Expressing gratitude for the small things students do is another way to build that positive spirit in the classroom. I do expect them to hand out books when I ask or collect something for me, but there’s nothing wrong with thanking them for doing it. “Thanks for helping with those books” can go a long way. And sometimes the students who will get up out of their seats and DO something aren’t the scholarly ones, but they need those kudos even more.

We don’t need to manufacture happiness or approval. Our students will see right through that. But there are plenty of small things we can say to reinforce positive behavior in our classrooms. And they don’t always need to be said in front of the class. Sometimes pulling Joe aside right before he goes out the door makes the praise seem more special, more individualized, and even more genuine.

What would I love for my students’ parents to overhear at home? “My teacher always notices when I help or do something well. I used to not like English, but it’s not so bad this year.”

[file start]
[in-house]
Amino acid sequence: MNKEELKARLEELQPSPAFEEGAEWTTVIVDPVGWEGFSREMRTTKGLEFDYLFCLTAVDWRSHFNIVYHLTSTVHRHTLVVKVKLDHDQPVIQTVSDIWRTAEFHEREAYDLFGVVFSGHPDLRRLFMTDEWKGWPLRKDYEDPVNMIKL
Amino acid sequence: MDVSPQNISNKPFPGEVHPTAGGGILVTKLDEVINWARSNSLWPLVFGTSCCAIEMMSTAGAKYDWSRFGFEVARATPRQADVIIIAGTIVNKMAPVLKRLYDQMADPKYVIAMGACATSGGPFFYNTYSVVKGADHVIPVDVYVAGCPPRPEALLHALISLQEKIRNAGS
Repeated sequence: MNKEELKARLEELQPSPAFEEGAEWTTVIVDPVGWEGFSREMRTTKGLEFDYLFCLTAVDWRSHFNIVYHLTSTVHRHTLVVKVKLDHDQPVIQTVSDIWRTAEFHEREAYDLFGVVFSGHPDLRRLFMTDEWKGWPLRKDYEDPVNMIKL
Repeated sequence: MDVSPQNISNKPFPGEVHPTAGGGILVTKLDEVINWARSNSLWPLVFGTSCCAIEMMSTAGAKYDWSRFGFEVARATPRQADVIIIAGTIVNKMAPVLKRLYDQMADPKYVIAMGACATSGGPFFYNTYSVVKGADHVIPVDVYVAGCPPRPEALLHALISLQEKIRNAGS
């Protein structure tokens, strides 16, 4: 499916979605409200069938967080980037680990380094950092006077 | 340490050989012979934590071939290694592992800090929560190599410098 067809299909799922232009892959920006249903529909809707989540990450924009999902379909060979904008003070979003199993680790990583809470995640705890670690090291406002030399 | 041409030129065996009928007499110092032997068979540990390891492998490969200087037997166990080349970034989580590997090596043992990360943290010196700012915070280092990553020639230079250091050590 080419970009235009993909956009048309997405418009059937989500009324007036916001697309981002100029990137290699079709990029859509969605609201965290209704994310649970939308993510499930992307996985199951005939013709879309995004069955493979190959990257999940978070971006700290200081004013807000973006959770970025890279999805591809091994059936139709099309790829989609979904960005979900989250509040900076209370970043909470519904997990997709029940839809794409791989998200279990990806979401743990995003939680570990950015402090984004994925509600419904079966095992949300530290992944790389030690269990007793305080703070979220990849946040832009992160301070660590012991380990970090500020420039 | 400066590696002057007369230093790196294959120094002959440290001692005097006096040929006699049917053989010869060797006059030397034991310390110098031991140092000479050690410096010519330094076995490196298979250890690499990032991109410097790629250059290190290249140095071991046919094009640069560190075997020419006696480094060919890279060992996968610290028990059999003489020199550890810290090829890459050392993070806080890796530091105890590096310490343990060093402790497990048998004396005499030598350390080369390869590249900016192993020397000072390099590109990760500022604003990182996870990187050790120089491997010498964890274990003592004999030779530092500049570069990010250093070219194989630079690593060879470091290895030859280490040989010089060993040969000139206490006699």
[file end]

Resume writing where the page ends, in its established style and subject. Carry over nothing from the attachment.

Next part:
What can you to do build bridges to your students today?

Laura Groves


Looking for some fresh ideas for effective {and positive} classroom management? Take a few minute to watch the following video compilation by The George Lucas Foundation’s Edutopia site for educators.

I personally loved the first idea given of beginning each class with a firm handshake, one-on-one interaction with each student, and a random pop quiz from previous material learned in class. One teacher uses these three things as the students’ “ticket” to enter the class for the day.


Related Posts.  Classroom Management that Works    |    Having Students Do Their Own Classroom Management    |   Top Ten Resources for Classroom Management